Transitions and Transfers

Tomorrow morning I leave for one last look at Jerusalem; my luggage and I will be transferred, as they say, from the guest house here in Beit Sahour, and from Jerusalem I will take the sherut to the airport. I hope to have time to visit the Educational Bookshop on Saladin Street, which is highly recommended. I’m sure I will at least manage one last cup of Turkish coffee. My flight leaves Ben Gurion Airport in Tel Aviv in the late afternoon; I will join Whit and Gerrit in Geneva for a few days of decompression.

Right now we are having a late-night snack of sliced cucumbers and glasses of Arak, an anise-flavored liquor from Bethlehem (Milada has brought out her private stash).

Earlier we had a lovely dinner with George and Michel, from the Siraj Center, at The Grotto — a classic meal of salads and mezze, with a local red wine. We talked politics, politics, and more politics. Some notes will follow in the coming days.

We spent the day in Hebron with our excellent guide, Mr. Mohammed Baraket. On the outskirts of Hebron, we met with a settler in the Efrat area of Gush Etzyon. The settlement is green and lush — a “leafy suburb,” you might say. The settler, who rejected the term “settlement” as being too political, drew his entitlement to the land from the Bible. “I didn’t write it,” he said, as if he were only following a higher command by seizing this land. He insisted that the American media is pro-Palestinian. My travel mates paid him the courtesy of listening for over an hour; I walked out after twenty minutes.

Hebron is one of the flashpoints in the occupied territories. The old city has been occupied by Israeli settlers who have built homes on top of the stalls of the old souk (marketplace); nearly all the Palestinian shopkeepers have been forced out by Israeli military orders. There are 420 Israeli settlers currently in Hebron; they are supported by 1,500 Israeli soldiers. The settlers themselves walk down the street with M-16’s on their shoulders. They are not a friendly bunch.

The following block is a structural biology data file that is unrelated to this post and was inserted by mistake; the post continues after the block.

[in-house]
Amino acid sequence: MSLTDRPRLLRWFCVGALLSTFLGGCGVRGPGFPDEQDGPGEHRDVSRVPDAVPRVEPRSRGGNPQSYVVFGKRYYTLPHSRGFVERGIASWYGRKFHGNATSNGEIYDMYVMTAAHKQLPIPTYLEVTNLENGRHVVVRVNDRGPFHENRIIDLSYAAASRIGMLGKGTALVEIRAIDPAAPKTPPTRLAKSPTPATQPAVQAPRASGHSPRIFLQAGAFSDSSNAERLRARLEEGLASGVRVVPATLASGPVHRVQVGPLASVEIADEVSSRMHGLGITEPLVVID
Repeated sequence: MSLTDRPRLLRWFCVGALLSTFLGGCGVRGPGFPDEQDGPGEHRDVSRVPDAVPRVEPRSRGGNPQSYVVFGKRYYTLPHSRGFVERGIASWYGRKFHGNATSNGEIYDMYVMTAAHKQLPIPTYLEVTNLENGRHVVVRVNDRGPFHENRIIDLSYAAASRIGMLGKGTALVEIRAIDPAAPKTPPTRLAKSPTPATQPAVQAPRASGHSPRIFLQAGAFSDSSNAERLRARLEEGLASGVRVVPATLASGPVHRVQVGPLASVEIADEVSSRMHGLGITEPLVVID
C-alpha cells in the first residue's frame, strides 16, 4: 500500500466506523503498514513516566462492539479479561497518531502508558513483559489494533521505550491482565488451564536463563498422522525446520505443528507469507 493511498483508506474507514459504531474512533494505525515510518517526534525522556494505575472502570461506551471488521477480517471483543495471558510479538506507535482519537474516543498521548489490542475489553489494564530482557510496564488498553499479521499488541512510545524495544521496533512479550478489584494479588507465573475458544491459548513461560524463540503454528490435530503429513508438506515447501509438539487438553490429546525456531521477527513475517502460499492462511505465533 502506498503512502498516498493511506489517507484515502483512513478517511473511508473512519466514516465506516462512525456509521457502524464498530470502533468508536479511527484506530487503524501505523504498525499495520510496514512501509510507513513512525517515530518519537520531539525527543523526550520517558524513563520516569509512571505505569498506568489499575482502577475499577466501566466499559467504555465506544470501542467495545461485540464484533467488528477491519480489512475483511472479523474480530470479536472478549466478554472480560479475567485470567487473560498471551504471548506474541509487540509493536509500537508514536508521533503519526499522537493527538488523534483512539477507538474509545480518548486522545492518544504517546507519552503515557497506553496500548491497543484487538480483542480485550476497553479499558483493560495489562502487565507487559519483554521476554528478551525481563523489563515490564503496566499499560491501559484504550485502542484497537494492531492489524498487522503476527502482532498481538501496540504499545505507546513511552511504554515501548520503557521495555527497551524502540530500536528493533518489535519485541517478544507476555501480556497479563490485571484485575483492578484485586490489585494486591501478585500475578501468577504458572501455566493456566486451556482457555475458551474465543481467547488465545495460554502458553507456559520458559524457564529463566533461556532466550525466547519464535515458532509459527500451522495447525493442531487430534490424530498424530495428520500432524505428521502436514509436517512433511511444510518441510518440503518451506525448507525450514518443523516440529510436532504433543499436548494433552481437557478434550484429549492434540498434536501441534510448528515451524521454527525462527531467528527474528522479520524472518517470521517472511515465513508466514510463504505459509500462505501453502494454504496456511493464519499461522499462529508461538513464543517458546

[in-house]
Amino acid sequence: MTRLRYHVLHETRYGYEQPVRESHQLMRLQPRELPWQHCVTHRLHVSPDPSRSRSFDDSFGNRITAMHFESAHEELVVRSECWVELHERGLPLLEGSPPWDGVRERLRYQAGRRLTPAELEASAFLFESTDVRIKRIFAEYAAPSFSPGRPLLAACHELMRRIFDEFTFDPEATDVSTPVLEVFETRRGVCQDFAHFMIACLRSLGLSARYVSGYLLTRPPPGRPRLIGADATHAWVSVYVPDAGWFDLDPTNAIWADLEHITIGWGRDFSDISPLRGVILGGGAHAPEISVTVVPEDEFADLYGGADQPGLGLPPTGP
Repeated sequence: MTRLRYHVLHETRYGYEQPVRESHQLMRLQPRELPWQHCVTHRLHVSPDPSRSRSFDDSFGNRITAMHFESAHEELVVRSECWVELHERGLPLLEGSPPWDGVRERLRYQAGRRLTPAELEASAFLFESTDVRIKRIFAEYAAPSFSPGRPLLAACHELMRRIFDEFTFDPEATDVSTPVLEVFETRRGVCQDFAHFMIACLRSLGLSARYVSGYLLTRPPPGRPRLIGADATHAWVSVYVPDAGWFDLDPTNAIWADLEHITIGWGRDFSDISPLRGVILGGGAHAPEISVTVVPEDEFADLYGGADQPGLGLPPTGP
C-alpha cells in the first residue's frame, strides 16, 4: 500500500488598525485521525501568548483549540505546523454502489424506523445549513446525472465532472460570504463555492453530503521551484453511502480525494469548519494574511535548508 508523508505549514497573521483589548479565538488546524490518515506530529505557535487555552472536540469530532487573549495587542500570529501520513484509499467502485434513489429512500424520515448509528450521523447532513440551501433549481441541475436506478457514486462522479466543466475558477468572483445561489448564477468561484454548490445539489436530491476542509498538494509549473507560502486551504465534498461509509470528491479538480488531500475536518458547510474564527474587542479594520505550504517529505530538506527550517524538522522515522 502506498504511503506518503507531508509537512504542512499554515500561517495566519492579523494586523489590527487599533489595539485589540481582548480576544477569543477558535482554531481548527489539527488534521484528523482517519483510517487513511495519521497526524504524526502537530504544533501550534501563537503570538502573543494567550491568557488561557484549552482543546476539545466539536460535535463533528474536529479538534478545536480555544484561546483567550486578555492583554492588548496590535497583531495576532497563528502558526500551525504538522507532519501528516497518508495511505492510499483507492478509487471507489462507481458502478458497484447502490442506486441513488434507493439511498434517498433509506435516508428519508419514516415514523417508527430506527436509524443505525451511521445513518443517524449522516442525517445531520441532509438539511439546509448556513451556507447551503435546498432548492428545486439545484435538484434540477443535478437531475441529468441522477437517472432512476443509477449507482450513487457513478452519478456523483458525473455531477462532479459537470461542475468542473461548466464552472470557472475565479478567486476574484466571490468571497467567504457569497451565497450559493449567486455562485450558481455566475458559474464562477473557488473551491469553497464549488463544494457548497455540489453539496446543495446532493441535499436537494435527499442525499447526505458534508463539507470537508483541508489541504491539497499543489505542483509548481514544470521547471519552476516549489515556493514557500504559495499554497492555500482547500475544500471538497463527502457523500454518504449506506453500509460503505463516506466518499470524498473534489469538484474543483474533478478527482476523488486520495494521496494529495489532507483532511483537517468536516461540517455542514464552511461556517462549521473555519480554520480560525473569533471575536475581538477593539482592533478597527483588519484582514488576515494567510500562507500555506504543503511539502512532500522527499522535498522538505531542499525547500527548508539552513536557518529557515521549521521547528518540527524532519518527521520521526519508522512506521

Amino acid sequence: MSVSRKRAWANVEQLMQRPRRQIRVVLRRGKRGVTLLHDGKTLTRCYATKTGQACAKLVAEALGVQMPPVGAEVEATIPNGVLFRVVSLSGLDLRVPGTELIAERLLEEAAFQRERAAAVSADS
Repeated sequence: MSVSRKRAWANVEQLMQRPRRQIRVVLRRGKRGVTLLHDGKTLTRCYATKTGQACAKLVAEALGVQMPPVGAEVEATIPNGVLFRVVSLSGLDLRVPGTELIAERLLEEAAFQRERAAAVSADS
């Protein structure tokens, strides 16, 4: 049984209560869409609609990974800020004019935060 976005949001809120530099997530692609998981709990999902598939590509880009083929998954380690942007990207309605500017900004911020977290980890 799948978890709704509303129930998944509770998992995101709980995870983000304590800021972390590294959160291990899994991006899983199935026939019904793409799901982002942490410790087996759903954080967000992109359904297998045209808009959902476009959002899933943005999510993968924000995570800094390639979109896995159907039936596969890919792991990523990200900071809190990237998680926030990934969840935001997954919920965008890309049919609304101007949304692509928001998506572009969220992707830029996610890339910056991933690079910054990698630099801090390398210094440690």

There are streets that only settlers may walk upon, and no Palestinians may drive vehicles into the old city. We met a shopkeeper who has been petitioning for months for a permit to have tiles brought to his shop so that he can install a new floor before the winter rains come; he has heard nothing from the Israeli authorities.

We met with members of the Hebron Rehabilitation Committee, who are trying to revitalize the old city center and restore the ancient homes above the marketplace. They are forced to bring construction materials in on horses and donkeys; at least three apartments they have prepared for rehabitation by Palestinian families have been destroyed by the Israelis. This is not easy work.

As I leave Palestine, there is still much to write about: the demonstration at Bi’lin, where we caught a bit of tear gas and met with the leader of the local non-violent resistance; our dinner with Ra’fat and his family; our meeting with the Al Rowwad cultural group at the Dheheish refugee camp; the settlers we saw at the junction of Newe Daniel and Patriarchs Way who were claiming a new outpost, just beside a Palestinian family who were tending their grape vines (we were photographed by a settler as we photographed them); the kindness and hospitality we have experienced for the past ten days from ordinary Palestinians; the many cups of Turkish coffee and sweet mint tea and the wonderful meals we have been offered.

I will continue this journal in the coming weeks, trying to make sense of it all. There are so many stories left to tell, and so many pictures to post.

Please keep reading.

Salaam Aleekum.

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One Response to Transitions and Transfers

  1. Ann DiBernardo says:

    Hi Beth,

    I’ve enjoyed reading your blogs so much. Thanks for the education. Your words certainly bring a different perspective to bear. In my bookclub (as you know) your stories (which they would never read) would start a discussion that would end in anger and denial that they are even true.

    I can’t wait for you to be home safe and sound, but I know part of you will always be there.

    A bientot!


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